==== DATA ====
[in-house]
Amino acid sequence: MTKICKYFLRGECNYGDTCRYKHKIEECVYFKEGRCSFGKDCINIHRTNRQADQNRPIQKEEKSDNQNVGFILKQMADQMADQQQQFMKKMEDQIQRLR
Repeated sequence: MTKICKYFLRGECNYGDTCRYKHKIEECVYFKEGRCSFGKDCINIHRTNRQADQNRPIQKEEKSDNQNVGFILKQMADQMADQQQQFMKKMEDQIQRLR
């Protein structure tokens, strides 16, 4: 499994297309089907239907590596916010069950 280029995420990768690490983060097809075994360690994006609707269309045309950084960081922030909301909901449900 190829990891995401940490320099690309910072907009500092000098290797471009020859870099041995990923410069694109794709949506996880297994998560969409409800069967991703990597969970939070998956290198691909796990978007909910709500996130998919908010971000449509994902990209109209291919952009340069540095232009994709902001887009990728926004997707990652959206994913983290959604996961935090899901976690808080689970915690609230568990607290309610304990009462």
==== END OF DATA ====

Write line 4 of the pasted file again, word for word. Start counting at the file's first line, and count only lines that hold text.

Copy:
């Protein structure tokens, strides 16, 4: 499994297309089907239907590596916010069950 280029995420990768690490983060097809075994360690994006609707269309045309950084960081922030909301909901449900 190829990891995401940490320099690309910072907009500092000098290797471009020859870099041995990923410069694109794709949506996880297994998560969409409800069967991703990597969970939070998956290198691909796990978007909910709500996130998919908010971000449509994902990209109209291919952009340069540095232009994709902001887009990728926004997707990652959206994913983290959604996961935090899901976690808080689970915690609230568990607290309610304990009462």